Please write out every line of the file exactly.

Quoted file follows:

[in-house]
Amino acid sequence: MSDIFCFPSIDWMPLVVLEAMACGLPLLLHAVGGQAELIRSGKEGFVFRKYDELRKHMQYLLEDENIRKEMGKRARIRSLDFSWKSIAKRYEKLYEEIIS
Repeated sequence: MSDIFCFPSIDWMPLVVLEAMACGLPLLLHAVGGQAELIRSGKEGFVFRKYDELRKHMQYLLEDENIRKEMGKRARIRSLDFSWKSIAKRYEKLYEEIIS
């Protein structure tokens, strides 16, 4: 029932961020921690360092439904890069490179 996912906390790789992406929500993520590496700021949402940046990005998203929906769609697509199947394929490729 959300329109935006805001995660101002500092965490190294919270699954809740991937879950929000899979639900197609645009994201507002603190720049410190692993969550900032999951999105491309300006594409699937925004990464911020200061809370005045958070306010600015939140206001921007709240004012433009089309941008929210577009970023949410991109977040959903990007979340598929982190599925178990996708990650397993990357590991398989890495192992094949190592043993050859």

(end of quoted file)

[in-house]
Amino acid sequence: MSDIFCFPSIDWMPLVVLEAMACGLPLLLHAVGGQAELIRSGKEGFVFRKYDELRKHMQYLLEDENIRKEMGKRARIRSLDFSWKSIAKRYEKLYEEIIS
Repeated sequence: MSDIFCFPSIDWMPLVVLEAMACGLPLLLHAVGGQAELIRSGKEGFVFRKYDELRKHMQYLLEDENIRKEMGKRARIRSLDFSWKSIAKRYEKLYEEIIS
């Protein structure tokens, strides 16, 4: 029932961020921690360092439904890069490179 996912906390790789992406929500993520590496700021949402940046990005998203929906769609697509199947394929490729 959300329109935006805001995660101002500092965490190294919270699954809740991937879950929000899979639900197609645009994201507002603190720049410190692993969550900032999951999105491309300006594409699937925004990464911020200061809370005045958070306010600015939140206001921007709240004012433009089309941008929210577009970023949410991109977040959903990007979340598929982190599925178990996708990650397993990357590991398989890495192992094949190592043993050859």